Highway Addressable Remote Transducer Protocol
|Type of Network||Device (Process Automation)|
|Physical Media||4–20 mA analog instrumentation wiring or 2.4 GHz wireless|
|Network Topology||Point-to-point, multidrop, wireless mesh|
|Maximum Devices||15 in multidrop|
|Maximum Speed||Depends on physical layer employed|
|Governing Body||FieldComm Group|
The HART Communication Protocol (Highway Addressable Remote Transducer) is a hybrid analog+digital industrial automation open protocol. Its most notable advantage is that it can communicate over legacy 4–20 mA analog instrumentation current loops, sharing the pair of wires used by the analog-only host systems. HART is widely used in process and instrumentation systems ranging from small automation applications up to highly sophisticated industrial applications.
According to Emerson, due to the huge installation base of 4–20 mA systems throughout the world, the HART Protocol is one of the most popular industrial protocols today. HART protocol has made a good transition protocol for users who wished to use the legacy 4–20 mA signals, but wanted to implement a "smart" protocol.
The protocol was developed by Rosemount Inc., built off the Bell 202 early communications standard in the mid-1980s as a proprietary digital communication protocol for their smart field instruments. Soon it evolved into HART and in 1986 it was made an open protocol. Since then, the capabilities of the protocol have been enhanced by successive revisions to the specification.
There are two main operational modes of HART instruments: point-to-point (analog/digital) mode, and multi-drop mode.
Point to point
In point-to-point mode the digital signals are overlaid on the 4–20 mA loop current. Both the 4–20 mA current and the digital signal are valid signalling protocols between the controller and measuring instrument or final control element.
The polling address of the instrument is set to "0". Only one instrument can be put on each instrument cable signal pair. One signal, generally specified by the user, is specified to be the 4–20 mA signal. Other signals are sent digitally on top of the 4–20 mA signal. For example, pressure can be sent as 4–20 mA, representing a range of pressures, and temperature can be sent digitally over the same wires. In point-to-point mode, the digital part of the HART protocol can be seen as a kind of digital current loop interface.
In multi-drop mode the analog loop current is fixed at 4 mA and it is possible to have more than one instrument on a signal loop.
HART revisions 3 through 5 allowed polling addresses of the instruments to be in the range 1–15. HART revision 6 allowed addresses 1 to 63; HART revision 7 allows addresses 0 to 63. Each instrument must have a unique address.
The request HART packet has the following structure:
|Field Name||Length (in bytes)||Purpose|
|Preamble||5–20||Synchronization and Carrier Detect|
|Start byte||1||Specifies Master Number|
|Address||1–5||Specifies slave, Specifies Master and Indicates Burst Mode|
|Expansion||0–3||This field is 0–3 bytes long and its length is indicated in the Delimiter (Start byte)|
|Command||1||Numerical Value for the command to be executed|
|Number of data bytes||1||Indicates the size of the Data Field|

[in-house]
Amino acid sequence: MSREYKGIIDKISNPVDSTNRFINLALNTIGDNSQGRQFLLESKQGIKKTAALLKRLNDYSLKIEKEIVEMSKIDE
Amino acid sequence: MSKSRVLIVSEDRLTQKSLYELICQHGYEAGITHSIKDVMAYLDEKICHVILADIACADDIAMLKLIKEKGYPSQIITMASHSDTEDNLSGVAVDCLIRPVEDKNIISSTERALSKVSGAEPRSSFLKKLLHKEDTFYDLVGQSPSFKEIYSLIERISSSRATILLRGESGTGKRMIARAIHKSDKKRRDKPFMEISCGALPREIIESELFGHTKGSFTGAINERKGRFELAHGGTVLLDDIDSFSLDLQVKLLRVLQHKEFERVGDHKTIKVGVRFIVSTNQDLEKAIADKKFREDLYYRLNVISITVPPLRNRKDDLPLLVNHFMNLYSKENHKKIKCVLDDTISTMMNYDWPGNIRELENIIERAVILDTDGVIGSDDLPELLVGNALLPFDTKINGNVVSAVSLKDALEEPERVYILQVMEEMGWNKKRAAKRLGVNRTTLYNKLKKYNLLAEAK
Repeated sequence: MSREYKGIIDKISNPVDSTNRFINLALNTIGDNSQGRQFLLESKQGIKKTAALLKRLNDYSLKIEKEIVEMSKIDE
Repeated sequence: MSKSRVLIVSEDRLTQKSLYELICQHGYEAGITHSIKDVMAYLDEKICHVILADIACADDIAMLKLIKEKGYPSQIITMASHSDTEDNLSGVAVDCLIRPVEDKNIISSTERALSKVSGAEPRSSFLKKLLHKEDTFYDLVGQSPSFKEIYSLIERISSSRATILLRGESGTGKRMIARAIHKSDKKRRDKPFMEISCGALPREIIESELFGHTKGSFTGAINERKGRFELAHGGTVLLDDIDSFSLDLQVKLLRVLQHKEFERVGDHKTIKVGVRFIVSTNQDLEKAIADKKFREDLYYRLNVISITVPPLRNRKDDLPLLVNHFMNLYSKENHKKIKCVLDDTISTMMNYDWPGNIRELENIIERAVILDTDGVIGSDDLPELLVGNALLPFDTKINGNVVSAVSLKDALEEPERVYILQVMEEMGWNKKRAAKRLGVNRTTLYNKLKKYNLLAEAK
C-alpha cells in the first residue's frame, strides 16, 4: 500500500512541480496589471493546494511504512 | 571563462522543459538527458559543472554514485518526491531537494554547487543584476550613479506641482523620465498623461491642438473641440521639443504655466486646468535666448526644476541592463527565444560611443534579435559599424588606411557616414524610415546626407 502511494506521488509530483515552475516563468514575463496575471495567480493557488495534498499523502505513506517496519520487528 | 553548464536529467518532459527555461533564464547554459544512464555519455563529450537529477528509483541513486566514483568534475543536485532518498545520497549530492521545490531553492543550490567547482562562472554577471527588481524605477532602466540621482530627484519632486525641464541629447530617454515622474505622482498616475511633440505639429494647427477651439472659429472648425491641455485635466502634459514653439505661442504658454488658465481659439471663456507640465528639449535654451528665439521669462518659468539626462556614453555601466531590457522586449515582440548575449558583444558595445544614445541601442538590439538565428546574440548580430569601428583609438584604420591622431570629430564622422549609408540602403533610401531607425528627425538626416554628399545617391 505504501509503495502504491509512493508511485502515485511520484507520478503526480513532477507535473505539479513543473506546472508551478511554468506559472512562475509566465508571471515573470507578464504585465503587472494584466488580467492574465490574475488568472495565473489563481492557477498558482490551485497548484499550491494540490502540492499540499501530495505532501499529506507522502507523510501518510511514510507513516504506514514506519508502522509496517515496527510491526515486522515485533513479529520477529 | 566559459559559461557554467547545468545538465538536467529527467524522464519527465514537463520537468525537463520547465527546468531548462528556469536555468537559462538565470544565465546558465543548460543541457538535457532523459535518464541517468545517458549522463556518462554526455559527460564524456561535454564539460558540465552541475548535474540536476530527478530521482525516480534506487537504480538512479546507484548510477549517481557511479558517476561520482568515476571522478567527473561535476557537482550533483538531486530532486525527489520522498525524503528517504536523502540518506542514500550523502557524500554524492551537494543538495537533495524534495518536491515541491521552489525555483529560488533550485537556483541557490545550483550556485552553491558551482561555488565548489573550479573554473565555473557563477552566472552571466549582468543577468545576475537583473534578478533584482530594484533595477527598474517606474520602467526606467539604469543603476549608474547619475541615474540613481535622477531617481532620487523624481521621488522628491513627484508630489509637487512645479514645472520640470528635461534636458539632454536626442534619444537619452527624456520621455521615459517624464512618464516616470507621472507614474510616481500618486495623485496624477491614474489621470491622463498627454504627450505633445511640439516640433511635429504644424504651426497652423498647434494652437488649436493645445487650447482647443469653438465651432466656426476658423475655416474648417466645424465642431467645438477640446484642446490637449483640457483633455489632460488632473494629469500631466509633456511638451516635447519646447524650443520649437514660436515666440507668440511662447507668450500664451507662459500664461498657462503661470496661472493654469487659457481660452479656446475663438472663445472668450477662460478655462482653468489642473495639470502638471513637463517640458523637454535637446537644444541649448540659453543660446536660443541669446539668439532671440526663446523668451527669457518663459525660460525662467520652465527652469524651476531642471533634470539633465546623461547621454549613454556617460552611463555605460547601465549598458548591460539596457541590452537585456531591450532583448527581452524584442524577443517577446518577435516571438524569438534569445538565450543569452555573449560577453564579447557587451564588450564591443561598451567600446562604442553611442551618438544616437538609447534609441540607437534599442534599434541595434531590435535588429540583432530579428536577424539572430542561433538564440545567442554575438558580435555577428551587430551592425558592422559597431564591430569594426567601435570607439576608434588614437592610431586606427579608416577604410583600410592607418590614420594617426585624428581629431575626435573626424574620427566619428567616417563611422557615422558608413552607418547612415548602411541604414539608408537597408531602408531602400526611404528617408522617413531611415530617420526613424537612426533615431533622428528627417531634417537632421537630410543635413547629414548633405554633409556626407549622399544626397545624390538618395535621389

|Data||0–255||Data associated with the command. BACK and ACK must contain at least two data bytes.|
|Checksum||1||XOR of all bytes from Start Byte to Last Byte of Data|
Currently all the newer devices implement five byte preamble, since anything greater reduces the communication speed. However, masters are responsible for backwards support. Master communication to a new device starts with the maximum preamble length (20 bytes) and is later reduced once the preamble size for the current device is determined.
Preamble is: "ff" "ff" "ff" "ff" "ff" (5 times ff)
This byte contains the Master number and specifies that the communication packet is starting.
Specifies the destination address as implemented in one of the HART schemes. The original addressing scheme used only four bits to specify the device address, which limited the number of devices to 16 including the master.
The newer scheme utilizes 38 bits to specify the device address. This address is requested from the device using either Command 0, or Command 11.
This is a one byte numerical value representing which command is to be executed. Command 0 and Command 11 are used to request the device number.
Number of data bytes
Specifies the number of communication data bytes to follow.
The status field is absent for the master and is two bytes for the slave. This field is used by the slave to inform the master whether it completed the task and what its current health status is.
Data contained in this field depends on the command to be executed.
Checksum is composed of an XOR of all the bytes starting from the start byte and ending with the last byte of the data field, including those bytes.
Each manufacturer that participates in the HART convention is assigned an identification number. This number is communicated as part of the basic device identification command used when first connecting to a device. (Note the list below is non-exhaustive and deprecated (Dated Nov. 15th 1996), some of the corporations listed are now defunct and the list is constantly in flux with new manufacturers entering the market. Also, in the current version of the standard devices report ID codes in hexadecimal instead of decimal values.)
- Emerson http://www.automation.com/content/emerson-proves-advancements-in-eddl-electronic-device-description-language-technology, rev. 2009-09-09
- FieldComm Group https://support.fieldcommgroup.org/en/support/solutions/articles/8000083841-current-list-of-hart-manufacturer-id-codes, retrieved 2020-05-04
- HART - SMART Communications Protocol, Common Tables Document, Revision: 9.0, Version:A Nov/15/96 (HCF_SPEC-183)